3) abilities, training, and monetary capabilities of members
I say 1-2 choices for rifles mostly because of monetary restrictions. Some may be able to afford a tricked out M-4gery but others may only be able to afford a basic Mini-14. Or some may be able to afford a M-1A but others only a no frills M-700 in .308. Try to keep to a common caliber. In our group we couldn’t do that so we chose AR-15 as a tactical rifle and Winchester 94 lever action for those who can’t afford the AR. The AR-15 because of commonality with the M-16 series. The Winchester 94 because of availability, cost, ease of use for those with less training, and it can cover the roles of tactical and hunting abilities. If we were all rich we would have chosen M-1As for everyone, but we don’t have that kind of money. Sometimes you just have to go with what you got and can afford. I won’t go into the debate on what is the best caliber or best weapon choice. Every choice has its strengths and weaknesses. If all you can afford is Norinco SKS-56s, then go that route. I also hold no real preference on an ammunition manufacturer. As long as my weapon can fire it and not damage it, then I’ll buy it. I will say though, try to buy brass cased ammunition. Only brass cased can be reloaded easily. Steel cased is a 1 time use thing and can leave a thin layer of lacquer in the chamber (an issue over time). Don’t forget to have a good cleaning kit with tons of supplies. Extra cleaning rods, brushes, patches, q-tips, rags, or whatever you use when you clean your firearms. Have lots of magazines, the 2 you get with a purchase won’t cut it. The old combat load for the M-16 was 7 30 round magazines (consider this a minimum). If you go with 7 as a combat load then have at least 14 magazines on hand. This way you can rotate magazines so as not to over stress the springs and replace magazines when they wear out. Buy spare parts for all your weapons, especially springs and sears. Parts will wear out. Make sure to get as much literature pertaining to your weapons choices that you can. From basic owner’s manuals to the gunsmithing books about repairs. If you need a special tool to repair your weapons, then maybe you should invest in a couple to keep in the box with the parts.
Now, why does this all matter. I’ll give you a scenario. Things fell apart, the worst case scenario of your nightmares. The group did not standardize anything, just told their members to buy whatever they wanted. The retreat gets hit. The attacking enemy has mixed camouflage and civilian clothes, some in full camo, others in civies, most in a mix of the 2. During the firefight 3 of your defenders are hit by friendly fire because they were mistaken as attackers (adrenalin can cloud you mind and vision). The defenders had camouflage on but had used mixed patterns, pants and jackets are different patterns. The attackers are too strong and better organized and push you out of the retreat. During the pull-out 1 of your members gets up from his position in the woods, is seen, and is shot by the attackers. His desert tan tactical vest gave him away in the vegetation. Another member, wearing ACUs (US army digital), is captured. The attackers think he is a former member of the military and torture him till he dies (listening to them yell about their dead relatives and friends as they cut pieces off of his failing body). The remainder of your group meets at a prearranged site. You take stock of what you have for weapons and ammo.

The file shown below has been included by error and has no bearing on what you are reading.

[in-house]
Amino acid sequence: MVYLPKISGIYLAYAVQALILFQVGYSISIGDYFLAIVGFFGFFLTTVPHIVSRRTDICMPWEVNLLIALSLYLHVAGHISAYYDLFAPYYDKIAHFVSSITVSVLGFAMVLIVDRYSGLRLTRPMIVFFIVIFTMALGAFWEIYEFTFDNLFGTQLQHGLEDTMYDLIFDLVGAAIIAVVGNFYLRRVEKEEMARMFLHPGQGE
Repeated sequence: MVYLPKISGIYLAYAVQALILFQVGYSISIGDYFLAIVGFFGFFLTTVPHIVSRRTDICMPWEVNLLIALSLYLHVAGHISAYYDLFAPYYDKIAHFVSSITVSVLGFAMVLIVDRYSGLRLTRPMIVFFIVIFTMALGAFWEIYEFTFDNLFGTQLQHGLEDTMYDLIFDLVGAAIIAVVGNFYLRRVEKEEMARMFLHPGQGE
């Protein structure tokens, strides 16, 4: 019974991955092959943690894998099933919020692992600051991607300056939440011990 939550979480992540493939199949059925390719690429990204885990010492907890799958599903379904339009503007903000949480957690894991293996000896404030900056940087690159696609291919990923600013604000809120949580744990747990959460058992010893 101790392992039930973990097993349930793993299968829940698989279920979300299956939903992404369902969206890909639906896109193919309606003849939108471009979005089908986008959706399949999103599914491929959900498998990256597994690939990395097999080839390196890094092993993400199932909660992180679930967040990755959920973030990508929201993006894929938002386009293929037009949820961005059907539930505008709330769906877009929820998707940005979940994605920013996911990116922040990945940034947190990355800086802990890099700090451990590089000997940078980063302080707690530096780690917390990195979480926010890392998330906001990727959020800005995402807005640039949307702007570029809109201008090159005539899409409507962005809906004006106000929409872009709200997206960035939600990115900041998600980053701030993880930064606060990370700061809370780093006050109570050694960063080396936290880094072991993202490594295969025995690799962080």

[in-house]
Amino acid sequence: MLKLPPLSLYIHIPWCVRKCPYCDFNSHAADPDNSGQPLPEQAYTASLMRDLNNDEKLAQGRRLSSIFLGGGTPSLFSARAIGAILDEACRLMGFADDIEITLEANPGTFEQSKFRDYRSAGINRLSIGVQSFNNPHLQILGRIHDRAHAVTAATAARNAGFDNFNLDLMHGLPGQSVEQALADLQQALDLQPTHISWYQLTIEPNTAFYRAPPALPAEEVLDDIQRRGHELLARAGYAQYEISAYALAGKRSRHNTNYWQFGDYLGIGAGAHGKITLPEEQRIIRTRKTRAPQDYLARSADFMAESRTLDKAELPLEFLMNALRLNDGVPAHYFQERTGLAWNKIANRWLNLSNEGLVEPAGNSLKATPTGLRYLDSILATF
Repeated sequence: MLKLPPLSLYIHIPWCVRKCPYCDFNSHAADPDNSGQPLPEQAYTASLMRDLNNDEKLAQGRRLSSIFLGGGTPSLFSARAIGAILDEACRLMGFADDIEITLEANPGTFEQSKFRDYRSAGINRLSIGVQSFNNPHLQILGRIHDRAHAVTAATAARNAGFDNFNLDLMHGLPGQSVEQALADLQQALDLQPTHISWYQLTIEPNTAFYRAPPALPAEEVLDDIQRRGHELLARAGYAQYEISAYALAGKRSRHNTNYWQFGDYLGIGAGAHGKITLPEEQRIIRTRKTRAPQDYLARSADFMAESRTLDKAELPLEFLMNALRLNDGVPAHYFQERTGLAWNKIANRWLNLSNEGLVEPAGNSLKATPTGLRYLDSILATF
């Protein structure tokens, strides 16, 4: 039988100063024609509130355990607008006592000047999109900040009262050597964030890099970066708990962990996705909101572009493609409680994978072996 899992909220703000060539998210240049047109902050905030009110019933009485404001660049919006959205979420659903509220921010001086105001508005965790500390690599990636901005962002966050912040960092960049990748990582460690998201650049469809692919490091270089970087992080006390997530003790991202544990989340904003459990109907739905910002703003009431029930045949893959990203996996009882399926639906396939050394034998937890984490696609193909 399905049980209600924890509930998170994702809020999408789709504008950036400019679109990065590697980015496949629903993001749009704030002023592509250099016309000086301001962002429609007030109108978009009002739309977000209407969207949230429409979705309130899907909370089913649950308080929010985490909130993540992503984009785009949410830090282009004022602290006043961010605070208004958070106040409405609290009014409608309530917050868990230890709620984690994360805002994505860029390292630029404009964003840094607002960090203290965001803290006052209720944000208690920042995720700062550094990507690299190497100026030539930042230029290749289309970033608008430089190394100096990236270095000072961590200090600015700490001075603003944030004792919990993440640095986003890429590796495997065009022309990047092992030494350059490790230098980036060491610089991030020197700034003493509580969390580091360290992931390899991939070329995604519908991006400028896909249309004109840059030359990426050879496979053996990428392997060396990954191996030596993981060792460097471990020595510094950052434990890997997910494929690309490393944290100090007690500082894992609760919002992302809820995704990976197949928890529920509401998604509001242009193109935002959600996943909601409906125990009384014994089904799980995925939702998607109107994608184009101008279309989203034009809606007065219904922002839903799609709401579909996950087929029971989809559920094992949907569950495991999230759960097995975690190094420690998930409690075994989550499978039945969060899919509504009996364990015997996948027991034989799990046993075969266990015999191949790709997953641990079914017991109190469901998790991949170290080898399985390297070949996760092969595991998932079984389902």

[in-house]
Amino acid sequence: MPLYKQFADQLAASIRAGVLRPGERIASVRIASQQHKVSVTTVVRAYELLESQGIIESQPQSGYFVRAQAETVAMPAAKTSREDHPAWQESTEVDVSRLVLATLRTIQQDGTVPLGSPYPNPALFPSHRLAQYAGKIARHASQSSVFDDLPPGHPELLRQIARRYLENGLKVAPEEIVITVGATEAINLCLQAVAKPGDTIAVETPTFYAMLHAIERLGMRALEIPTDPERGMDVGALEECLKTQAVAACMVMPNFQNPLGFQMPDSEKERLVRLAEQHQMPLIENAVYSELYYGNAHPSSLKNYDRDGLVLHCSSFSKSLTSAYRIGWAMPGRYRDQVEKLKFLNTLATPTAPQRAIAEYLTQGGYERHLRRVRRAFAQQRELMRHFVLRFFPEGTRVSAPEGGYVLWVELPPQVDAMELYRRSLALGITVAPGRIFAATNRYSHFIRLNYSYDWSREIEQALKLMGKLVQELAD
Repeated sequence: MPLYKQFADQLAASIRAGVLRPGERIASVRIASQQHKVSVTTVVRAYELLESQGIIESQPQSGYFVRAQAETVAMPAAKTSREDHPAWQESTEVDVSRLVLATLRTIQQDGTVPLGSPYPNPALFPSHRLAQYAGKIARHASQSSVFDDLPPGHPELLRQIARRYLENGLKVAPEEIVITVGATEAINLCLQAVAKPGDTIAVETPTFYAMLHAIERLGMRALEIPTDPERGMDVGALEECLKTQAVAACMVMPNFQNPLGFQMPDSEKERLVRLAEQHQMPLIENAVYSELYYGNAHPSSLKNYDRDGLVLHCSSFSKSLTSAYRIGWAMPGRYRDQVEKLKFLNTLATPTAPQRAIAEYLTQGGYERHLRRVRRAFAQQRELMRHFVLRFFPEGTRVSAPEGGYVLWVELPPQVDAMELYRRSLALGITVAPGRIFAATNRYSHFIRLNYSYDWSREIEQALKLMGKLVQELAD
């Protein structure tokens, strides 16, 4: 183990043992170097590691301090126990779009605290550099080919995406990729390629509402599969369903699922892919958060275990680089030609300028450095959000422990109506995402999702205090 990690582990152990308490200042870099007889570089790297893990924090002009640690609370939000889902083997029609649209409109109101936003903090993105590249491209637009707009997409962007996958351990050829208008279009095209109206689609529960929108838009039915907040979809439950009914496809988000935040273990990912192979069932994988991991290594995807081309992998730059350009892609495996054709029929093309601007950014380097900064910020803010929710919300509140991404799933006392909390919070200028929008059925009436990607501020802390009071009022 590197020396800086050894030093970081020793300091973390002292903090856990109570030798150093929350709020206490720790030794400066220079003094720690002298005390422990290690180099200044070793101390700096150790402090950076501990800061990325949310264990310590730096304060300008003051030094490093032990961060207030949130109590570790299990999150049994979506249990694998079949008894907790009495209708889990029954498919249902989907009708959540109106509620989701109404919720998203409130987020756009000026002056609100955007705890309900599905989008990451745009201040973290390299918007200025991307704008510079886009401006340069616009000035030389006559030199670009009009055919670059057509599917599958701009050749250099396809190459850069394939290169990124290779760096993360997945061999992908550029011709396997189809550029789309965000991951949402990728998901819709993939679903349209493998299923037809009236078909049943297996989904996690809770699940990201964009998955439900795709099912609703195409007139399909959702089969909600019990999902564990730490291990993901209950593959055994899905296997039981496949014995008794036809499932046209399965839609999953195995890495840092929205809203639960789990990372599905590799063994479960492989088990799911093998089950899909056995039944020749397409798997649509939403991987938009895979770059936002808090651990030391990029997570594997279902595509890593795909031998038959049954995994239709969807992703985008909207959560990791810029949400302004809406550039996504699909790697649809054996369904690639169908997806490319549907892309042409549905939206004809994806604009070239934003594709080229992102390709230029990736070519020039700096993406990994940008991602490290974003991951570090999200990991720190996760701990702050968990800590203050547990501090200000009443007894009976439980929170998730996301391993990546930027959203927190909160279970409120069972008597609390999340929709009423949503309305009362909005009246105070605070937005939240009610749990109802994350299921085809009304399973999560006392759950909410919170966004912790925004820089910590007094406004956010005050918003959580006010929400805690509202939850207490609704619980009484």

1) SKS with only 4 strippers left for a total of 40 rounds
2) AR-10 with a scope and 6 magazines left
3) M-1 Carbine with 2 15round magazines
4) Remington 870 with 10 bird shot and 3 buck shot all 12 gauge
5) M-4 with 4 magazines and Glock 19 with 2 magazines
6) Double barrel shotgun of unknown type in 20 gauge and 2 shells
7) Modified AK-47 with 1 magazine
Now the issues
1) SKS is OK, the ammo is steel cased
2) He dropped the rifle when he was running through the woods and cracked the scope. Does not have back-up iron sights.
3) Broke the recoil spring
4) Action is acting strange, not going into battery correctly each time
5) Bent the buffer on the M-4 using it to break their fall when going to the prone
6) Spring broke on the trigger, most likely because of neglect in cleaning
7) Found out that when he fires it he can’t control it, fires until magazine is empty even after releasing the trigger due to changes he made internally found on the internet.
How do you repair the weapons because all the spare parts were left behind? Most had only 2 or 3 magazines to start with because they didn’t set a standard for a combat load. If they had standardized weapons they could try to repair what they could by using the parts from the most damaged. They could also cross level ammunition to even it out with each person. This was just a quick thrown together scenario, reality could be way way worse. Especially in the friendly fire incidents. Patrol comes in earlier than expected, misjudges how close they are to the defensive perimeter. A sentry on duty sees them, is tired, and shoots first because they are convinced it has to be an attack. Jumpy sentries at other posts open up automatically, close their eyes from fear, and just keep pulling the trigger till they run out.
Standardize your selections. Follow the law in your choices, don’t give some overzealous rookie cop a reason to get the bust of his career. You want the authorities on your side if something does happen. Whatever you do buy, test it and then check and re-check often. Make sure it will hold up and not fail you at the worst possible moment. Practice with your weapons often and keep them clean.